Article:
811.20 Defense (M) Bolivia/1378: Telegram

The Chargé in Bolivia ( Woodward ) to the Secretary of State

779. Paz Estenssoro,45 who as Finance Minister controls with the Minister of Economics the national quinine factory, telephoned Wynn, acting special representative FEA on March 31, and said since he was terminating his duties in the Ministry at close of business March 31 and because of important new developments in any quinine situation affecting previous assurances transmitted to Wynn by the Junta he would like Wynn to discuss this situation informally with Villarroel46 and himself. In view of the great importance of quinine to the war effort Wynn agreed. In the ensuing conversation Villarroel stated:

That he had previously sent Wynn assurances that no sulphate would leave Bolivia except to the United States;
That no sulphate has left Bolivia this year so far except to the United States;
That the Argentine Ambassador47 has been practically living at the palace insisting that Argentina needs sulphate from Bolivia and has finally advised Villarroel that Argentina will consider it an unfriendly act if Bolivia would not furnish Argentina with 500 kilos of sulphate which the Argentine Government needs immediately to control malaria in the northern regions of Argentina. Argentina would need sulphate monthly; the Argentine Ambassador said further that if Bolivia committed this unfriendly act toward Argentina, Argentina would cut off Bolivia’s importation of meat, wheat and other agricultural products from Argentina.
That if Argentina cut off these supplies Bolivia would starve.
That Bolivia does not intend to furnish Argentina with this much sulphate but may have to furnish them a little in order to keep Argentina from taking these steps (see this Embassy’s telegram 752, March 28, 1 p.m.48).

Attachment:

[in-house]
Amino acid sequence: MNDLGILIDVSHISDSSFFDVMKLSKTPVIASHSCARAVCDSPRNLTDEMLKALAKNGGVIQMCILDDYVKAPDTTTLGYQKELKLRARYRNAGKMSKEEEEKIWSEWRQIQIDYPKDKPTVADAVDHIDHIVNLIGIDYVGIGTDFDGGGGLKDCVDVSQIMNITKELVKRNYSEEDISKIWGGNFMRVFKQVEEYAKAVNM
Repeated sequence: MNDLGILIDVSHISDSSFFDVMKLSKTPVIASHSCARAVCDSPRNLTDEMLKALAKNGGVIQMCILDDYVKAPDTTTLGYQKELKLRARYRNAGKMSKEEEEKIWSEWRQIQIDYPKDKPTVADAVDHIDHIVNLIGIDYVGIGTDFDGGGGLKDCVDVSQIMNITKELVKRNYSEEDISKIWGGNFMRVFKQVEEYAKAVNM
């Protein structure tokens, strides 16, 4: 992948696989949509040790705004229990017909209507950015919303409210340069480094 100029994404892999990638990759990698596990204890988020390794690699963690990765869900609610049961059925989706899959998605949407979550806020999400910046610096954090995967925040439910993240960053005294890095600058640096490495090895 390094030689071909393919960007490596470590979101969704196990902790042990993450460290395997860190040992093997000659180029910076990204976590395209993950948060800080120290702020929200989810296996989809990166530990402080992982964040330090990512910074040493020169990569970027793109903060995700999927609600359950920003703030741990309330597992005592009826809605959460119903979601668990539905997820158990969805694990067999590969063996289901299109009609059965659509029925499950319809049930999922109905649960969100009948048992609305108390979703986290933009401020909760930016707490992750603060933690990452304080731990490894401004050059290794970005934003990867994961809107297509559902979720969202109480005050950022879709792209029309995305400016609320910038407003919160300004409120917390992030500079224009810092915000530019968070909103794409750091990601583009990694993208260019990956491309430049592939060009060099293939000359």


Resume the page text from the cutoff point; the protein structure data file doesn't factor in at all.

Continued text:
That in view of the national factory’s inability to get bark the Cabinet was passing a decree requiring one-third of the bark to go the national factory (a report appeared in the La Razón that a decree has been approved requiring that all quinine “exporters” deliver to the national factory 30% of the unprepared cinchona bark they export but Wynn understands this decree has not as yet actually been signed).
That due to the pressure from the producers and factories and since our prices are not only lower than Argentine Government offers [Page 482] but lower than prices offered by governments of our own Allies, Bolivian Government which at this time has domestic as well as international problems does not feel it can order the factories to sell all of their production to us at prices markedly below those being offered by the Governments of Brazil, Costa Rica and the Dominican Republic as well as Argentina. Villarroel said, however, that the Bolivian Government would do everything possible to see that the United States gets as much as or more sulphate from Bolivia than it has in the past. In this connection the President estimated that with the new machinery arriving and which will be functioning by June the production of the national factory would increase to 1,500 kilos per month, of which over 1,200 should go to the United States. Villarroel indicated moreover, that with respect to disposition of sulphate on hand consisting of 350 kilos at La Paz and Oruro, he would personally order that 200 kilos be given immediately to Wynn at the FEA price and that only 150 kilos be held in Bolivia for contingencies.

  1. Victor Paz Estenssoro, founder and leader of the Movimiento Nacionalista Revolucionario.
  2. Maj. Gualberto Villarroel, head of the Junta.
  3. Gen. Martín Gras.
  4. Not printed.